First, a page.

Silver Dapple locus: This has been shown to be the pre-melanosomal protein 17 (PMEL17) locus. The alleles are silver (dominant) and wild-type. This gene dilutes black to a variable extent, but has little or no effect on red, and appears to dilute the coarsest hairs most strongly. Like champagne, it is a simple dominant.

There are three more groups of loci which produce white areas or hairs on the horse: those that produce white markings on head and legs only, those that produce interspersed white hair, and those that produce white areas on the body.  I’ll repost these with updated pictures later, but you can find the original posts by using the index.

Silver on brown. Without silver, this horse would be mostly black, with black mane and tail.

Silver is another dilution gene in horses, quite distinct from cream/pearl, dun, or champagne. The silver dapple color is quite common in ponies, especially Shetlands. Body color on these ponies ranges from chocolate to blue, often with quite pronounced dappling and light mane and tail. But the gene occurs as well in many other types of horses, especially the gaited breeds in America and a number of breeds in Europe.

Different breeds and areas have different nomenclatures for horses with the silver gene. In Australia, silver is called taffy. In the Rocky Mountain Horse, it is referred to as chocolate.

Typical color for silver on black. Note the light eyelashes.

Typical color for silver on black. Note the light eyelashes.

In all cases the gene occurs at the silver (Z) locus, and the alleles are silver (ZZ) which is dominant, and wild-type (Z+) which is recessive. It is possible to test for the presence of the silver allele, which is at the PMEL17 locus.

The dilution genes we have discussed so far all have the same effect on black and red pigment, or somewhat more effect on red. Silver appears to have no effect on red pigment, and a highly variable effect on black. Interestingly, the coarsest hairs, whiskers and eyelashes, are most affected, often appearing nearly white. Manes and tails, also coarse, are generally affected more than the body coat.

Silver Dapple horse

Silver Dapple; Rocky Mountain Horse.

A genetically black horse may have the body color lightened so little it still looks black. On the other hand, the body may appear blue, chocolate or dead-grass color, but without the reddish cast typical of a chestnut. The mane and tail are generally lighter than the body, and the lower legs may be a little paler near the hoof. The contrast between mane and body color may vary—at one extreme the horse may have a mane only a little lighter than the body; at the other a black horse with a white mane and tail is quite possible. A chocolate silver with light mane and tail may be mistaken for a flaxen-maned liver chestnut.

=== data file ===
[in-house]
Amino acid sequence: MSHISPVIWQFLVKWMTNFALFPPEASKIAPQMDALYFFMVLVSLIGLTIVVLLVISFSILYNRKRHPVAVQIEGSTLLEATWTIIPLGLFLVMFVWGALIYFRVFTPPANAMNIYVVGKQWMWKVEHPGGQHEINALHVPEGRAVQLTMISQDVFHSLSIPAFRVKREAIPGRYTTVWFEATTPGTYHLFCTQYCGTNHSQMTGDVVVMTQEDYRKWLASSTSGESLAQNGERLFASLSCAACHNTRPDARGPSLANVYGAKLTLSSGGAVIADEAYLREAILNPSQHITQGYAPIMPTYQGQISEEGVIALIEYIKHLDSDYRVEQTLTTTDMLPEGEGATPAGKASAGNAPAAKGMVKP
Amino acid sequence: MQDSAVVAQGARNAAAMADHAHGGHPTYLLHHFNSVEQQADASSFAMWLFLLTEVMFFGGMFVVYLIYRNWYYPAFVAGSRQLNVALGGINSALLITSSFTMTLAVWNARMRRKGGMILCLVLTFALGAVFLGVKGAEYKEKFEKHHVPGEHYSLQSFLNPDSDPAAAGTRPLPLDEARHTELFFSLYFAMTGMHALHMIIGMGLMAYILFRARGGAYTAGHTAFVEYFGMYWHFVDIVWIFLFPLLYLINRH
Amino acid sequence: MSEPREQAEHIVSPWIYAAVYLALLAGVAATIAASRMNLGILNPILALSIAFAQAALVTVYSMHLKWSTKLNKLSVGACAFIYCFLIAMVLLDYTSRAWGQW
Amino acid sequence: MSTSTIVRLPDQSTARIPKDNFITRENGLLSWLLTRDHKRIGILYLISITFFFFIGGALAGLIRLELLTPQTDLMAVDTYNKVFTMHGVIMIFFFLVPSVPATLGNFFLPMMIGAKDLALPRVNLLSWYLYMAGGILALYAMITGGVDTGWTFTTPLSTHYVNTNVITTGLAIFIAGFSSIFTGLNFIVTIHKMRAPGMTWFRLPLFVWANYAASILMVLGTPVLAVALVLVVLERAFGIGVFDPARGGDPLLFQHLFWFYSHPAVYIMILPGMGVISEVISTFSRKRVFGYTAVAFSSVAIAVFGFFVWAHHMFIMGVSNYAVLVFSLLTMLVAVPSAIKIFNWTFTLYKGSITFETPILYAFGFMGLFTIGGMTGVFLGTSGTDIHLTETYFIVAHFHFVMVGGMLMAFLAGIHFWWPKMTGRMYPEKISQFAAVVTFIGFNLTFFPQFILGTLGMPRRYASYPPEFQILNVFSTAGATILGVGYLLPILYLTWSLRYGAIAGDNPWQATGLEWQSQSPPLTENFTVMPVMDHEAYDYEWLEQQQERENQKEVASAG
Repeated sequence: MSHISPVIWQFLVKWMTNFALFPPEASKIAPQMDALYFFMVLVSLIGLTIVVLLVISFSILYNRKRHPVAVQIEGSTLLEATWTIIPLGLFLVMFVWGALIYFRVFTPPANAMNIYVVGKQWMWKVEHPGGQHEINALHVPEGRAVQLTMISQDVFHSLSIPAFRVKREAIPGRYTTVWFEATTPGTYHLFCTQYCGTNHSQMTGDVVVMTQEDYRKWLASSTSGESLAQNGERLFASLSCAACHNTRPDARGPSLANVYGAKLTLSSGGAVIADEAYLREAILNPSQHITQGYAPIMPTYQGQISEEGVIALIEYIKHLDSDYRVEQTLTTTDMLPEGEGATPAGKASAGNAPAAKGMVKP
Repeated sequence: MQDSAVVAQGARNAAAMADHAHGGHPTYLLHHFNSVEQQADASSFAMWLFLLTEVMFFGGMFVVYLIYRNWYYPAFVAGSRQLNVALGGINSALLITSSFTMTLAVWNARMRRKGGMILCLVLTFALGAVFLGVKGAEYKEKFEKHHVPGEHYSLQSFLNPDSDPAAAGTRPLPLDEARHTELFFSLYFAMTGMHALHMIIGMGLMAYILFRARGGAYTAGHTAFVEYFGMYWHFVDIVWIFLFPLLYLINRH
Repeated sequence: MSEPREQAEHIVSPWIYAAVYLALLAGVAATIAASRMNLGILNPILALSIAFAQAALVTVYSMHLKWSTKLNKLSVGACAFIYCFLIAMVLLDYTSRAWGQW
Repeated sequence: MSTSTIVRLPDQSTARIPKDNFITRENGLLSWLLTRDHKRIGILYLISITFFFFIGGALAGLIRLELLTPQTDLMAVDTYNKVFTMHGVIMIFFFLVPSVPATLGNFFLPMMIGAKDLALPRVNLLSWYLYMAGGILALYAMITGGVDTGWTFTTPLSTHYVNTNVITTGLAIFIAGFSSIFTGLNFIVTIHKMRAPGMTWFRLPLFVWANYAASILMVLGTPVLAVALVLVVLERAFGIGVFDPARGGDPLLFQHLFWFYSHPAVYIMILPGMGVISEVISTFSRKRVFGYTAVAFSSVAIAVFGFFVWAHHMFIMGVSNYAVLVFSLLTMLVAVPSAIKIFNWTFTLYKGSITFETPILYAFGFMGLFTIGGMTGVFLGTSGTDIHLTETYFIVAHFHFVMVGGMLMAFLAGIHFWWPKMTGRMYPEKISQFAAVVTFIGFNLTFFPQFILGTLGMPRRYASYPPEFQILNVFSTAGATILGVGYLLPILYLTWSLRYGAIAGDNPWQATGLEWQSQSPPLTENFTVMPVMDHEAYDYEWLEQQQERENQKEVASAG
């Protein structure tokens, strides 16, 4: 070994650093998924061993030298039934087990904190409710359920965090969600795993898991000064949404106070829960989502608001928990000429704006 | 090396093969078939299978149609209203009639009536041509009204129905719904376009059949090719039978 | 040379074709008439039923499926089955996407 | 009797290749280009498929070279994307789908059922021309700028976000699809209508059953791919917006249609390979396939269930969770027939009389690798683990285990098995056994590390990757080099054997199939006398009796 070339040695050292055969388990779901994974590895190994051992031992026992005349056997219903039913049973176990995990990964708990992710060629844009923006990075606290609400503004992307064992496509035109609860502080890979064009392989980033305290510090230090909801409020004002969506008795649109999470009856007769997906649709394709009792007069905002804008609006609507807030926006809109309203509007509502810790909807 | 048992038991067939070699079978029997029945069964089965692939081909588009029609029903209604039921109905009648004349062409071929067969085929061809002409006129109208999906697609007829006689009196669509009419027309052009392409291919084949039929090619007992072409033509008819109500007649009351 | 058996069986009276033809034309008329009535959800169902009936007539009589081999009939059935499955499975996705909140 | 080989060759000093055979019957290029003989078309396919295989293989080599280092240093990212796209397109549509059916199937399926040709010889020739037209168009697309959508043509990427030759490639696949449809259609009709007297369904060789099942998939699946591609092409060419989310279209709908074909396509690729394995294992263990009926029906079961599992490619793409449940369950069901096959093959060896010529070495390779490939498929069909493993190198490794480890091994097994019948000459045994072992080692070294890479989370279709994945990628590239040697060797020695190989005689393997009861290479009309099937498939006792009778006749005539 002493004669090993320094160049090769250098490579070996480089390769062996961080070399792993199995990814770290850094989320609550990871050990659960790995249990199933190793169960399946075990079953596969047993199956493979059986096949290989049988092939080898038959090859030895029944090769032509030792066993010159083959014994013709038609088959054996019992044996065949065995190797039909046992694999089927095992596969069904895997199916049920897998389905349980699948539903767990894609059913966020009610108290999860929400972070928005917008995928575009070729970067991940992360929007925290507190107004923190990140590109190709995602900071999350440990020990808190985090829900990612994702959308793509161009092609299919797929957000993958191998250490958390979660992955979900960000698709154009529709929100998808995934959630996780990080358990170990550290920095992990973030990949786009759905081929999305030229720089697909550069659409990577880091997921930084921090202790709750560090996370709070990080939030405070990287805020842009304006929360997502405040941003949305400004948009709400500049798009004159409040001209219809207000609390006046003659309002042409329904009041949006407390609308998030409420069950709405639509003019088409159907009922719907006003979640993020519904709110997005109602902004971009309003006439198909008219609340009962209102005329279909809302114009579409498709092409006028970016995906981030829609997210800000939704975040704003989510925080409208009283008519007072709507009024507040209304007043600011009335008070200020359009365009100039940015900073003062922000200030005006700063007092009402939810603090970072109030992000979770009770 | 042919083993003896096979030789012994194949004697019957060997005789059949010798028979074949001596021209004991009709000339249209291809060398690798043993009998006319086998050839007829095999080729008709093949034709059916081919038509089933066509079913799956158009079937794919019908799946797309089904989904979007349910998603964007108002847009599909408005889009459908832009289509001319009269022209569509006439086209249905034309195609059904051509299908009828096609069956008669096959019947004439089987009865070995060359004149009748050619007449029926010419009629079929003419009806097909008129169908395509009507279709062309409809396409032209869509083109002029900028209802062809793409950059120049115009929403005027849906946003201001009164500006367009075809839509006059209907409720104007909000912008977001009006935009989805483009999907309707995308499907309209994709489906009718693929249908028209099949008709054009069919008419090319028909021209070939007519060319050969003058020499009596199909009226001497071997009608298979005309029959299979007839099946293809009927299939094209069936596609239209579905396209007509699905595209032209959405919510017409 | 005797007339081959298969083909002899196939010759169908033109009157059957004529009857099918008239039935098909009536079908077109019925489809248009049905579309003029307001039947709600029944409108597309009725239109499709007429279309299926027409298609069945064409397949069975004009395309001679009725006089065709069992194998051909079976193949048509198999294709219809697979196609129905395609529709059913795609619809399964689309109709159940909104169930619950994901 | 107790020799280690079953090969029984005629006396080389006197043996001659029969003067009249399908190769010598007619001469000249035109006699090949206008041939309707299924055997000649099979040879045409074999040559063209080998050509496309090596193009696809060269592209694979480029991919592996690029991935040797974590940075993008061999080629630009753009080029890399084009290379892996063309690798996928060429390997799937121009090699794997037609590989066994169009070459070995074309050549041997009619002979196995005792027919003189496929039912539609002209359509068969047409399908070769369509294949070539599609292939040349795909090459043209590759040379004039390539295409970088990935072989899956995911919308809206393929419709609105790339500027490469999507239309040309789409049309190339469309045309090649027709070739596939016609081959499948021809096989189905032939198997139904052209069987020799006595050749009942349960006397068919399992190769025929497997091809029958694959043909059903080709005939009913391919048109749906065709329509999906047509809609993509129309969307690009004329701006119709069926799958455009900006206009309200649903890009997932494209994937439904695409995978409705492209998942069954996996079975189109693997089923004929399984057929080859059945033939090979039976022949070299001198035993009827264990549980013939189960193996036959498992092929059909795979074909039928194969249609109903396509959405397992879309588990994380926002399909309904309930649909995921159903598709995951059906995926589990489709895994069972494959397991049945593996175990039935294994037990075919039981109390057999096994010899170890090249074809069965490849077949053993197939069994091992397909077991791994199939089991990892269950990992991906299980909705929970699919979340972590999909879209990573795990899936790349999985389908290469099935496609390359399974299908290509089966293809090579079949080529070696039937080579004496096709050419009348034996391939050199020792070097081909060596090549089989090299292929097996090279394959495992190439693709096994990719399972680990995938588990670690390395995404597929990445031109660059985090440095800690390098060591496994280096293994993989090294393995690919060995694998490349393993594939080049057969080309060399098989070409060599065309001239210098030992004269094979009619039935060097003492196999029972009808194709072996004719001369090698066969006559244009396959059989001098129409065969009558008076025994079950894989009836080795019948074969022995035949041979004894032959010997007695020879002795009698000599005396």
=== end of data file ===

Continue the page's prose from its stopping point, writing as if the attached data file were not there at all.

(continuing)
Red Silver

Silver dapple on a bay background.

A genetically bay horse may show little effect of the silver gene aside from the light eyelashes and whiskers, or may have a variable amount of white hair in the mane and tail and a lightening of the black lower legs toward the hoof. The body color stays red, being unaffected by the silver gene. At the light extreme, a silver bay (called a red silver) may be very difficult to distinguish from a flaxen-maned chestnut. Usually the lower legs darken to near-black before lightening again near the hoof, but it may take a gene test to be sure.

Although I have not seen a red silver in person, I have seen what I suspect to be a buckskin silver. Such a horse could easily be the result of at least two types of breeding expected to produce palomino: a red silver misidentified as a chestnut to a palomino, or a chestnut carrying silver invisibly to a buckskin.

Silver buckskin?

The owner identified this horse as a palomino, but I strongly suspect it is buckskin (cream on bay) with the silver dapple gene. Palominos not uncommonly have black hair in the mane and tail, but very rarely on the lower legs. This illustrates the difficulty of identifying horses with multiple dilution genes.

Clear chestnut completely hides the presence of the silver gene, though in theory a chestnut with a large amount of interspersed black hair or black eyelashes or whiskers would have that black replaced by interspersed blue or chocolate an the body and white eyelashes and whiskers. Without a magnifying glass and a very careful, hair-by-hair examination, however, this would likely go undetected. Since skin color is mostly due to black pigment, that also could be affected, though the silver dapples I have seen have normal skin color.

Silver dapple has been a rare color in North American horses other than ponies, but this is changing as breeders select for rare and unusual colors.